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This Week in Hate Speech

A round-up of news and research on hateful speech, and efforts to silence it.
The ad features a photograph of a 1941 meeting between Adolf Hitler and Hajj Amin al-Husseini, a Palestinian Arab nationalist who made radio broadcasts supporting the Nazis. (Photo: American Freedom Defense Initiative)

The ad features a photograph of a 1941 meeting between Adolf Hitler and Hajj Amin al-Husseini, a Palestinian Arab nationalist who made radio broadcasts supporting the Nazis. (Photo: American Freedom Defense Initiative)

Few things in America have such universal support as the right to free speech. But many would argue that not all speech is equally worth protecting, and when free speech becomes hate speech, it can be (some might argue objectively) harmful. Here's a round-up of this week's haters, and the admirable efforts to silence their bigotry:


In the coming weeks, anti-Muslim ads will begin appearing on the sides of Southeastern Pennsylvania Transportation Authority buses. The American Freedom Defense Initiative, a New Hampshire-based Islamophobic non-profit dedicated to fighting for the freedom to hate on other cultures, made SEPTA an offer they couldn’t refuse—legally. A federal court ruled that since SEPTA has previously accepted political and controversial ads, they had to accept the non-profit's $30,000 contract to run ads featuring a meeting between Hitler and Hajj Amin al-Husseini, a Palestinian Arab nationalist and Nazi supporter. The ad boldly proclaims: “Jew Hatred: It’s in the Quran.”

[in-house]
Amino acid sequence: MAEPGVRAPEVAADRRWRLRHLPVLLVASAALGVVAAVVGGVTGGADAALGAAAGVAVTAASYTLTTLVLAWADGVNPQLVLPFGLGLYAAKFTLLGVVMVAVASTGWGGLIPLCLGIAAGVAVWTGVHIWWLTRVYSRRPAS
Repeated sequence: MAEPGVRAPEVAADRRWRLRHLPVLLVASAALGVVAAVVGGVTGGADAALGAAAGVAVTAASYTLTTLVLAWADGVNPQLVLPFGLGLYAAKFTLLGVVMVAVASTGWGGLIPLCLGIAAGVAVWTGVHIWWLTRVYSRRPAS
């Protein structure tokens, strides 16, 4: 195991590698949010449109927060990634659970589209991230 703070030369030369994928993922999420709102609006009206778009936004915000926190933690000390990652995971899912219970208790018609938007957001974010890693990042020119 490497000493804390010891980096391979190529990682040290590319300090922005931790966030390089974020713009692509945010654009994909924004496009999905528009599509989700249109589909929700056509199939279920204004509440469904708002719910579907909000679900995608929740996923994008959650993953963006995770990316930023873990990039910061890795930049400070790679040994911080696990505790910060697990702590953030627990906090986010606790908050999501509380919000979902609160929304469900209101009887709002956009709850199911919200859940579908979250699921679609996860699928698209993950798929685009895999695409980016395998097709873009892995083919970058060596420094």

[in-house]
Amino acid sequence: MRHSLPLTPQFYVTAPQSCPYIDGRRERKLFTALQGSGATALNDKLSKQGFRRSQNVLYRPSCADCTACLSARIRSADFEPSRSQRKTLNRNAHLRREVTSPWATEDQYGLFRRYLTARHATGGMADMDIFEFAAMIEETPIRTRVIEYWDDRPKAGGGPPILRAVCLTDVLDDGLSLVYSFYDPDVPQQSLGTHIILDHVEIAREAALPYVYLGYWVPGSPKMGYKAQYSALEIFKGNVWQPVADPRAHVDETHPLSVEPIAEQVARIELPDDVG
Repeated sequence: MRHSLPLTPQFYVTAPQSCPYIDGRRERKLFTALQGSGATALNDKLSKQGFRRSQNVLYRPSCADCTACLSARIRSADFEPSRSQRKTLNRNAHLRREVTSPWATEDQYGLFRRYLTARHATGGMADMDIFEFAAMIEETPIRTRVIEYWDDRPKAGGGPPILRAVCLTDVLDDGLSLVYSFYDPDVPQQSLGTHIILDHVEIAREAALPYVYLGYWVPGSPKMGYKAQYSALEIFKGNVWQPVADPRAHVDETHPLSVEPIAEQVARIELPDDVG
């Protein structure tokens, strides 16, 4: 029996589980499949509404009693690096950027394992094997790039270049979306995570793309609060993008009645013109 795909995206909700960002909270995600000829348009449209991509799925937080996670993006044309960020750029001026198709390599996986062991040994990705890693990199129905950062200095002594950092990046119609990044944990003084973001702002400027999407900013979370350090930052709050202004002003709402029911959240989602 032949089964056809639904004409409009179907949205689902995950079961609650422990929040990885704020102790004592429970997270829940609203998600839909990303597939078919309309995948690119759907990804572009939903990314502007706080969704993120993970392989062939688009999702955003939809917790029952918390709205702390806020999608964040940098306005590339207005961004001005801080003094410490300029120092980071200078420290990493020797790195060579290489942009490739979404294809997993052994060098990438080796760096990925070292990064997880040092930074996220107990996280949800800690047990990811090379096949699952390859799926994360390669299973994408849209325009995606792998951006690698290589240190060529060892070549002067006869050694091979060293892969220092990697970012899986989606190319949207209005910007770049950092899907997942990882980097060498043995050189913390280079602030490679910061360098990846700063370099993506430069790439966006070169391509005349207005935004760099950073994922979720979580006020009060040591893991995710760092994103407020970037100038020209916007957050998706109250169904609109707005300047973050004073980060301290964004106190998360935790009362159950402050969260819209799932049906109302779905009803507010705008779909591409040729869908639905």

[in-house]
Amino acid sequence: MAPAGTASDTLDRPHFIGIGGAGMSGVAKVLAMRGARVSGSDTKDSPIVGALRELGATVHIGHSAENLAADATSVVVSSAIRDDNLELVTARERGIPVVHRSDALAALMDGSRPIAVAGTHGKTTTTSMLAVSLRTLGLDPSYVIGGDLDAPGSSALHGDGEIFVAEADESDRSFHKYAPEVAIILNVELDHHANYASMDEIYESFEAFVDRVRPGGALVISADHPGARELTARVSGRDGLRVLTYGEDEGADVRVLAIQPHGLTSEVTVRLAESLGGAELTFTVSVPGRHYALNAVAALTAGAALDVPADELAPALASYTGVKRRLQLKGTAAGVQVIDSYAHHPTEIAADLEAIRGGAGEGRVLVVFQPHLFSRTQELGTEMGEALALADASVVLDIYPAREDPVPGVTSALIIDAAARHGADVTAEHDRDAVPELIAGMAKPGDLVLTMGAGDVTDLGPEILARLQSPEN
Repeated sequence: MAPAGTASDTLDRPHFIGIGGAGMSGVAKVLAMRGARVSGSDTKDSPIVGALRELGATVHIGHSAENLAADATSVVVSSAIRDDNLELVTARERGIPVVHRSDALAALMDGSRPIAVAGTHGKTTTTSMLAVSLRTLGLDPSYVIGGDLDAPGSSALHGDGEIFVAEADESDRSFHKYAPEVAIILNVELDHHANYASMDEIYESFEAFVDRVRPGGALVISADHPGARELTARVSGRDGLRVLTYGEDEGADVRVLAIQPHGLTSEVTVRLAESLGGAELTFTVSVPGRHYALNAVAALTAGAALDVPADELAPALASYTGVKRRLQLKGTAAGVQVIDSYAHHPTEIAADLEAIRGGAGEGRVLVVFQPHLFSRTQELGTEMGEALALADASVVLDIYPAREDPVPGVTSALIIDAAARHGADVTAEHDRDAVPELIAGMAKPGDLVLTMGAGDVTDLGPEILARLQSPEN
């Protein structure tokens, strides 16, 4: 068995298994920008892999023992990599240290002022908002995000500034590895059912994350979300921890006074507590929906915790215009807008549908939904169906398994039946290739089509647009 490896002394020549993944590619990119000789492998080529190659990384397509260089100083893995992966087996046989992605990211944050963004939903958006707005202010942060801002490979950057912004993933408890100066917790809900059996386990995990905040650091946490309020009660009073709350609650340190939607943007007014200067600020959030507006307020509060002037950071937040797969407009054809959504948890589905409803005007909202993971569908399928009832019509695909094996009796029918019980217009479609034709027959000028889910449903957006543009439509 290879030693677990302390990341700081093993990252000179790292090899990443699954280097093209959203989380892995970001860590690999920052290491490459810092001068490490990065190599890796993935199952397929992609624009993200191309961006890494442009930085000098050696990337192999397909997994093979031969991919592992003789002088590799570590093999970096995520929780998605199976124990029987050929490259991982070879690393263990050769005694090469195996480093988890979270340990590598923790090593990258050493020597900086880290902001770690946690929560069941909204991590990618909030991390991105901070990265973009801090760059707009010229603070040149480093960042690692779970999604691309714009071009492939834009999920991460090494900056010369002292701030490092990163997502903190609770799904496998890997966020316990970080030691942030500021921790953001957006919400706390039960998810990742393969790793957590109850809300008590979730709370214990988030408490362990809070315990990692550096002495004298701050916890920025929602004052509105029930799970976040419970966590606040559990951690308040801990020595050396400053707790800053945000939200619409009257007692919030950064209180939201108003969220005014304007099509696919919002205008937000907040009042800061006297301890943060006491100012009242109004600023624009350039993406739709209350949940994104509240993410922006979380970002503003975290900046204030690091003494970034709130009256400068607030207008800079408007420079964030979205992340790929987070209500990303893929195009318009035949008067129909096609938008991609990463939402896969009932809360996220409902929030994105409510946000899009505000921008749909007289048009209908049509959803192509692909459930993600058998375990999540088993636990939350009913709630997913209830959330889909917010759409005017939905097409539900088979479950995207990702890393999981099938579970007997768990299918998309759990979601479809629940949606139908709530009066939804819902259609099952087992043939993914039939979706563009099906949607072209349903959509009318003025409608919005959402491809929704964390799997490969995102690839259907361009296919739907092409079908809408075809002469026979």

SEPTA officials decided not to appeal the decision, and pour more money into a legal battle they’ll probably ultimately lose. The Washington Post reported that Washington, D.C.’s transit agency lost a legal battle with the same group in 2012; Metro was forced to display anti-Muslim posters in several stations back then and last year they ran the same Hitler ad on buses that the non-profit is using in Philadelphia.

SEPTA did alter its advertising rules to “prohibit political, public-issue, and noncommercial ads,” reports. But for now, the agency is gearing up for the all but inevitable backlash once the ads hit the road. When the controversial ad ran on San Francisco’s Muni buses earlier this year, they were quickly defaced with messages against hate speech.

While so far courts have upheld the American Freedom Defense Initiative's constitutional right to free speech, that doesn't mean the ads aren't potentially harmful. Research shows that offensive or racially charged symbols can provoke discriminatory sentiments, even in people who believe they are free of prejudice. Tom Jacobs reported for Pacific Standard last week on a study that showed that images of the Confederate flag elicited racial biases in white Americans. It's not hard to imagine these SEPTA advertisements having the same effect.